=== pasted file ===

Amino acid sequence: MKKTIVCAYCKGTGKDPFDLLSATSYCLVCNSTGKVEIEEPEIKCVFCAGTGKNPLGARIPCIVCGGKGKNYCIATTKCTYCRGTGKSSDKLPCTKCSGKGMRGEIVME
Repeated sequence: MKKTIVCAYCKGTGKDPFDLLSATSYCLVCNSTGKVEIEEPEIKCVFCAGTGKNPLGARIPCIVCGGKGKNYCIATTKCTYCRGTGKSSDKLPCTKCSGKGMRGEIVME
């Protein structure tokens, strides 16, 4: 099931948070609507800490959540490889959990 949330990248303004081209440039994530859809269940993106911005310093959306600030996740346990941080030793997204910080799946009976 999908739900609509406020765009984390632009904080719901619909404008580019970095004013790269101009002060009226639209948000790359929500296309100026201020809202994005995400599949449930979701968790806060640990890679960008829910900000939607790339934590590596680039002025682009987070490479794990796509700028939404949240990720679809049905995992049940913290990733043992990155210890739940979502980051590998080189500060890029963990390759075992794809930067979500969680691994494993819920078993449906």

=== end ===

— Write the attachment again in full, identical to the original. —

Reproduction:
Amino acid sequence: MKKTIVCAYCKGTGKDPFDLLSATSYCLVCNSTGKVEIEEPEIKCVFCAGTGKNPLGARIPCIVCGGKGKNYCIATTKCTYCRGTGKSSDKLPCTKCSGKGMRGEIVME
Repeated sequence: MKKTIVCAYCKGTGKDPFDLLSATSYCLVCNSTGKVEIEEPEIKCVFCAGTGKNPLGARIPCIVCGGKGKNYCIATTKCTYCRGTGKSSDKLPCTKCSGKGMRGEIVME
């Protein structure tokens, strides 16, 4: 099931948070609507800490959540490889959990 949330990248303004081209440039994530859809269940993106911005310093959306600030996740346990941080030793997204910080799946009976 999908739900609509406020765009984390632009904080719901619909404008580019970095004013790269101009002060009226639209948000790359929500296309100026201020809202994005995400599949449930979701968790806060640990890679960008829910900000939607790339934590590596680039002025682009987070490479794990796509700028939404949240990720679809049905995992049940913290990733043992990155210890739940979502980051590998080189500060890029963990390759075992794809930067979500969680691994494993819920078993449906």